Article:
Too much night, again. Pae White, South London Gallery
13 March to 12 May 2013

SLG Pae White A SLG Pae White BSLG Pae White C SLG Pae White D SLG Pae White F

Visited the South London Gallery yesterday to see Pae White’s installation ‘Too much night, again’.

The exhibition guide says it is about insomnia and the ‘transience of our existence’. Thousands of lines of coloured yarn spell out the ‘words’: TIGER TIME and UNMATTERING, apparently random words at a ‘super graphic’ size that carry the weight of an unknown dream significance. I don’t think unmattering is a word, but that doesn’t matter I suppose. Originally Tiger Time was going to be  Tiger Tiger until someone pointed out that Tiger Tiger is a UK bar chain. However Tiger Tiger also recalls William Blake’s poem The Tyger, which begins: Tyger!, Tyger!, burning bright / In the forests of the night, / What immortal hand or eye / Could frame thy fearful symmetry?

Through an intricate construction of mapping, criss-crossing and iteration letters are revealed and words are built and the yarn pools at the stress points of the letterforms. But it isn’t one continuous thread. Each length of yarn is tied off at both ends to either a letterfom point or a ‘control’ line facing the letterform. This is understandable but a bit disappointing as the work as a whole is not under tension, it just appears to be. Conrad Shawcross had the same problem with Chord, a ropemaking installation in the Kingsway Tram tunnel in Holborn, London (2009). Two machines spun strands of string into a thick ‘hawser’. There was insufficient tension, or rather tension was not sustained as the work progressed and props were needed.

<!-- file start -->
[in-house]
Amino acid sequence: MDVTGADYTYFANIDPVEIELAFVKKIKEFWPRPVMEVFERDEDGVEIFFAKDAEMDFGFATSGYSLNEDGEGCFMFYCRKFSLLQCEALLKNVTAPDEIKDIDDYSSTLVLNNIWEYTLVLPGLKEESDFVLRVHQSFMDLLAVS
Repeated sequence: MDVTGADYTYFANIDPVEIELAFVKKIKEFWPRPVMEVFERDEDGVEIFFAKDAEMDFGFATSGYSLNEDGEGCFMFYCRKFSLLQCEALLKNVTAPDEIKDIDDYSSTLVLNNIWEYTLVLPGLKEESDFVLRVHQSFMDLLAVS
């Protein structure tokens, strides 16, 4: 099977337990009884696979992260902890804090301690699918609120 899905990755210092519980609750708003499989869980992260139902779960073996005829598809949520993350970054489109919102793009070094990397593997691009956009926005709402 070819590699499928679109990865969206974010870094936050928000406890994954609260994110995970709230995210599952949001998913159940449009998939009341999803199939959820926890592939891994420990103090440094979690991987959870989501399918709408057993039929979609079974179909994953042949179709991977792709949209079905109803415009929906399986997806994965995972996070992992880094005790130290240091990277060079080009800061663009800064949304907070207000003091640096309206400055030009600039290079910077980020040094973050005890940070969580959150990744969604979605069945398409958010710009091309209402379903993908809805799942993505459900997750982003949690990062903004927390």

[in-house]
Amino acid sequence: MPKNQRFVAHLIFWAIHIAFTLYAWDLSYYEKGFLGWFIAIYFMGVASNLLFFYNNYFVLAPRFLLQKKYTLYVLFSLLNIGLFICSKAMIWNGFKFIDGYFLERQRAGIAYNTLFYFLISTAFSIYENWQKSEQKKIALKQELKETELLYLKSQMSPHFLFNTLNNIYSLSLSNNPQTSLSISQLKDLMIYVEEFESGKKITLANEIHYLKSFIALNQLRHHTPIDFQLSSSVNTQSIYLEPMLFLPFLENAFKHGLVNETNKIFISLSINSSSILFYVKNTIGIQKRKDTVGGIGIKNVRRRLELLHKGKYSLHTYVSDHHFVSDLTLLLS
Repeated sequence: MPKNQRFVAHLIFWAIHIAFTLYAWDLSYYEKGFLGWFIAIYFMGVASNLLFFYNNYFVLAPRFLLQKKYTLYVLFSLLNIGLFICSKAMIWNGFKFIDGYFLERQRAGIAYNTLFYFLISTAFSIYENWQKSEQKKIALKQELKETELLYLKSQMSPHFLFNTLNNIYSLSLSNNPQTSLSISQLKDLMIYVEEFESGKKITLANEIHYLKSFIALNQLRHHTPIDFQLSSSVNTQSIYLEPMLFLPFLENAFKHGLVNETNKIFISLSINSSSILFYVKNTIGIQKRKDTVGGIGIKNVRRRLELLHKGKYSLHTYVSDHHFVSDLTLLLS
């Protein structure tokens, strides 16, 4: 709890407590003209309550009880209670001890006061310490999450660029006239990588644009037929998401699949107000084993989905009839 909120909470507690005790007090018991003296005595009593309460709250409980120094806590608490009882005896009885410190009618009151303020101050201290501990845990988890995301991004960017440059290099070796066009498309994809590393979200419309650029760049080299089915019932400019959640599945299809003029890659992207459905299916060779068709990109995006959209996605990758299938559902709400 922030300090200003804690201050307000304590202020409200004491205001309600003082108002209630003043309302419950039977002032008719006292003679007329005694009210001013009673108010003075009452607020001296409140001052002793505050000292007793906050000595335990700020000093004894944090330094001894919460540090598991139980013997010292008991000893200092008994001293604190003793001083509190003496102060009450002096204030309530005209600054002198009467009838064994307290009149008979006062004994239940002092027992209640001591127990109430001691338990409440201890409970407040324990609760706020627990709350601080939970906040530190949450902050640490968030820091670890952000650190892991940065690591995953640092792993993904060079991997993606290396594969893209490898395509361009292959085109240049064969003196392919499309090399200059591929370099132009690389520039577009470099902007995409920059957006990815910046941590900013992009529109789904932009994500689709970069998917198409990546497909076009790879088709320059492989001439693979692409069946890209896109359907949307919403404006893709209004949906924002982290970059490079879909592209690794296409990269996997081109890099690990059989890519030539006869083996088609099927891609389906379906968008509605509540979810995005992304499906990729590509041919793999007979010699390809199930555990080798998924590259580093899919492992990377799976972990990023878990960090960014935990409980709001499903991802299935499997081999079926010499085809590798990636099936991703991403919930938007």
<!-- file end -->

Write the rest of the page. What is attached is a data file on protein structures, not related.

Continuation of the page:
What I think is really successful about ‘Too much night, again’ is the work’s powerful physical presence, the installation’s material and spatial qualities are striking. When you first enter the gallery and walk instinctively beneath the apex of the crossing threads it is very easy to walk right into the fragile looking yarn because the multiple and densely interlaced lines create a disorientating layered ‘fog’ effect where it is impossible to judge what is near or far. The exhibition guide says you have to position yourself within the installation to read the lettering and I found that I couldn’t read until I had measured myself against the yarn itself.

Advertisements